Traditional country pursuits reimagined for the modern world
This dish actually evolved from a method used by Genghis Khan’s army. They were constantly on the move and had to eat quickly, so they would boil a large pot of stock and each soldier would gather round and dip small pieces of meat or vegetables into the boiling pot until they were cooked.
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1 muntjac loin fillet, cleaned of all sinew
For the cooking broth:
175ml soy sauce
350ml chicken stock
For the sesame sauce:
200g Japanese sesame paste (Goma) or any good quality, thick Tahina
25g soy sauce
60g rice vinegar
Note: Only use the loin of the muntjac. A very sharp knife is also needed to cut the meat into thin slices.
1. Place cleaned muntjac loin in freezer for 20 mins – this will allow it to become firmer and easier to make thin slices.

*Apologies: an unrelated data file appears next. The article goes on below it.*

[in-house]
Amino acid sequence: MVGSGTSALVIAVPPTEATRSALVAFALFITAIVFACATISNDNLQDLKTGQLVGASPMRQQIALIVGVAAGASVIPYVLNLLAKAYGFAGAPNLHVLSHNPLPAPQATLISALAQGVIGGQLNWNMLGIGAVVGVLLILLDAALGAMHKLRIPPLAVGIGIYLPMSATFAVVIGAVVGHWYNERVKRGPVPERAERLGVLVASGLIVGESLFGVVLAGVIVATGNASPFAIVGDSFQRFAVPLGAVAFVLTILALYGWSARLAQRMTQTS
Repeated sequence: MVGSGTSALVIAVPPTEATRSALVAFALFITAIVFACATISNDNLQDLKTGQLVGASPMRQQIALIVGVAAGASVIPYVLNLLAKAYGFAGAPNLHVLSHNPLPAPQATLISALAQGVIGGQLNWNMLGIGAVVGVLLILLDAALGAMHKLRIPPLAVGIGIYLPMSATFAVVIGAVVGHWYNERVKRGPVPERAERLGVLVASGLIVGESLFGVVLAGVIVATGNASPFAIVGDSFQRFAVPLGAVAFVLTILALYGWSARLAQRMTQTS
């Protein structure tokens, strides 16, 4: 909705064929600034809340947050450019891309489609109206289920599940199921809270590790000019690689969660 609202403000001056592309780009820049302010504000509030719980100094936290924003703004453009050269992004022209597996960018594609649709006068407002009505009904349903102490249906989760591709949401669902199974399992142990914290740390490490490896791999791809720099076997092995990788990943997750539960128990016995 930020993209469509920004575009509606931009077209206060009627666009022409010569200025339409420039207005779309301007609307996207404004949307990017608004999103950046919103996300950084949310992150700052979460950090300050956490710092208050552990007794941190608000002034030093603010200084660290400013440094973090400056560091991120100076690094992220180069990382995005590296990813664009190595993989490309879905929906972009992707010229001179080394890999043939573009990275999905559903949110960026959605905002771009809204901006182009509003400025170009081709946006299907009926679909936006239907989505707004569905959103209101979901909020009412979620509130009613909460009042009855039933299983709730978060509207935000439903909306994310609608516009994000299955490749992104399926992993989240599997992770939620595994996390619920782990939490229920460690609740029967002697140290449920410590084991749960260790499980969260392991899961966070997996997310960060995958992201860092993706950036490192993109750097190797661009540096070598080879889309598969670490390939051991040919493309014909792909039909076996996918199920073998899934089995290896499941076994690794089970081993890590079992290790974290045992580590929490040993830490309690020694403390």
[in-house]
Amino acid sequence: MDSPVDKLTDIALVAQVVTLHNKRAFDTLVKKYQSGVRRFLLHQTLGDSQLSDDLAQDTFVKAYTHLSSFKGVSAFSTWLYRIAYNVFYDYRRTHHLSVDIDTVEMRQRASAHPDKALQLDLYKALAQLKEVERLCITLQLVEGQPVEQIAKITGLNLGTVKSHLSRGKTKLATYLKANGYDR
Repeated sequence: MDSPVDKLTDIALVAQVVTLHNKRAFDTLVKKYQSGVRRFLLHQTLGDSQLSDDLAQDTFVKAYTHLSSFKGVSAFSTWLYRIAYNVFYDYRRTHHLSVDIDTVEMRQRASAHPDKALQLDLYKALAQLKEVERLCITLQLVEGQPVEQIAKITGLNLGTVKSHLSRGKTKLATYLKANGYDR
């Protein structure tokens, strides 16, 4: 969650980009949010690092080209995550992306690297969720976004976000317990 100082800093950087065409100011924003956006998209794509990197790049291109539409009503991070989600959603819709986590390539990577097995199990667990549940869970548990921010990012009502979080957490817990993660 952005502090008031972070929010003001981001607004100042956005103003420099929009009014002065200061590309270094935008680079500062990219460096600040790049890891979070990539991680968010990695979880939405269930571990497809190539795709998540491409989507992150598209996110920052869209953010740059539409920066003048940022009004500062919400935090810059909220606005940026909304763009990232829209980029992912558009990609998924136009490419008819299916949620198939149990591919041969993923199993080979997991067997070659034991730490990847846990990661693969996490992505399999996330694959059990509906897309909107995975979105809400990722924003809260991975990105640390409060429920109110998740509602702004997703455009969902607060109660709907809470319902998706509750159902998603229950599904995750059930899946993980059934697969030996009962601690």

2. Using a sharp knife, slice 2mm thick slices at a 45 degree angle, starting with the knife heel on the meat, drawing it towards you in one motion. (Do not cut in a see saw motion.)
3. Dress the slices on a plate so as to make them easy to pick up with chopsticks or a fork.
4. Whisk all ingredients for the sesame sauce together until smooth.
5. Bring the cooking broth to a boil in a shallow pan and turn the heat down to a slight simmer.
6. Gather your troops, soldiers, shooters or whoever around the boiling pot and let each one dip a piece of muntjac into the boiling stock for about six seconds, then place into the sesame sauce and consume!
Traditional country persuits reimagined for the modern world
This dish is great for elevenses and is very simple. Here we use pheasant, but it works with any gamebird breast.
For the global hunting community, carnivore diet proponents are unlikely to provide a useful ally, but game meat could play a very important role as meat-eaters endeavour to balance our impact on the planet.
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